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This chapter is from the book

Why Is Purchasing Important?

Historically, purchasing has played a key role in “getting the lowest possible price.” This was often at the expense of a positive relationship with the supplier and usually a trade-off with quality. However, over time, the role of purchasing evolved into a cost-saving function in which supplier relationships and contracts were developed with cost-savings in mind. These cost-savings often came through process improvements, product improvements, or supplier development efforts.

Today, purchasing is recognized as having an overwhelming impact on the bottom line of the organization. It has a direct impact on the two forces that drive the bottom line: sales and costs. Purchasing is becoming a core competency of the firm, finding and developing suppliers and bringing in expertise that is highly valued by the organization. Purchasing is generally responsible for spending more than 50 percent of all the revenues the firm receives as income from sales. More money is often spent for purchases of materials and services than for any other expense, and the spend in services is rapidly increasing.6 Often, the cost of materials is 2.5 times the value of all labor and payroll costs and nearly 1.5 times the cost of labor plus all other expenses of running the business.7 In the area of services, millions of dollars are spent on marketing and advertising, legal, information technology, logistics, temporary labor, and other categories. Although the involvement of purchasing in the services area is different than in a typical purchase of materials, there is significant opportunity for most organizations to save money by involving purchasing in this area of spend.

Figure 1-1 shows how supply management can drive sales up and costs down. The impact on net income and return on investment (ROI) have a major influence on shareholder value. The cost impacts are easily understood because cost reduction is typically considered a “purchasing job.” Purchasing works with internal customers to help improve processes and drive down costs. Purchasing also works with suppliers to improve processes, look at alternative materials, and look at different locations or transportation modes. Focusing on cost improvement is a core competency of purchasing professionals.

Figure 1-1

Figure 1-1 Supply Management’s impact on both top and bottom line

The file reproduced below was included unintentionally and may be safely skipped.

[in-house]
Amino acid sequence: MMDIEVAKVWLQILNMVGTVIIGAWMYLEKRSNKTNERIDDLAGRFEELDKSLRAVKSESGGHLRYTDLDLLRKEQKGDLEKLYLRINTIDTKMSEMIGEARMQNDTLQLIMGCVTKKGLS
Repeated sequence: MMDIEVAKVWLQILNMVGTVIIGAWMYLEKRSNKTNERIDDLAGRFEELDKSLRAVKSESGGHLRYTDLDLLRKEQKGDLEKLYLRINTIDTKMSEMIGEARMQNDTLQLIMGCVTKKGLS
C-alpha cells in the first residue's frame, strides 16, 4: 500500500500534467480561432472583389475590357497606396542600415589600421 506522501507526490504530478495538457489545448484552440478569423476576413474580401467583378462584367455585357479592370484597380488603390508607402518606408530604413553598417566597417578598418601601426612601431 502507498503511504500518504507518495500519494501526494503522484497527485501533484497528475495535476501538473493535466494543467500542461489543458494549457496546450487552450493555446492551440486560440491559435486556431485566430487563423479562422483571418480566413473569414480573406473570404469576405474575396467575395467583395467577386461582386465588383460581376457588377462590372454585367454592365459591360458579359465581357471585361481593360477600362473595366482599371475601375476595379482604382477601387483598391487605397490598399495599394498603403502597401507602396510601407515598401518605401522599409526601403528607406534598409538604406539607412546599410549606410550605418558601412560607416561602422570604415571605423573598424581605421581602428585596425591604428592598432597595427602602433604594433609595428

However, there are also many opportunities to help drive up market share. For example, strong relationships with the right suppliers might allow for early supplier involvement in new product development. Therefore, the supplier is prepared for the actual launch and can also contribute and make changes if appropriate to facilitate an easier and less costly production launch. In 1998, for example, suppliers were involved in the product development process and actually helped by providing inputs into the design of the Honda Accord. These inputs were both material in nature and process-oriented. This early involvement in the product development stages helped to save more than 20 percent of the cost of producing the car.8 In the casting industry, it was found that early involvement of suppliers in product development saved time and cost, and improved the quality of the parts.9 The request for quote process (RFQ) is reduced significantly in this industry because suppliers are more aware of what is required, long before it is needed.

As you will begin to understand from the information presented in this book, the supply base is a source of innovative opportunities and the supply manager is trained to be aware of these supply market opportunities. Having the appropriate supply base and relationships with the suppliers is like having thousands of additional people thinking of the next great idea or innovation. There is a famous and highly publicized quote about suppliers and the supply base by Dave Nelson, who was an award-winning purchaser who worked at Honda, John Deere, and Delphi—he is considered a “guru” of supply chain.10 Nelson said, “If you develop the right relationship with your supply base, you can have 10,000 additional brains thinking about ways to improve your product and generate cost-savings.”11 There is a lot of power resting in the hands of supply managers, if they can harness the strength and the capabilities of the supply base.

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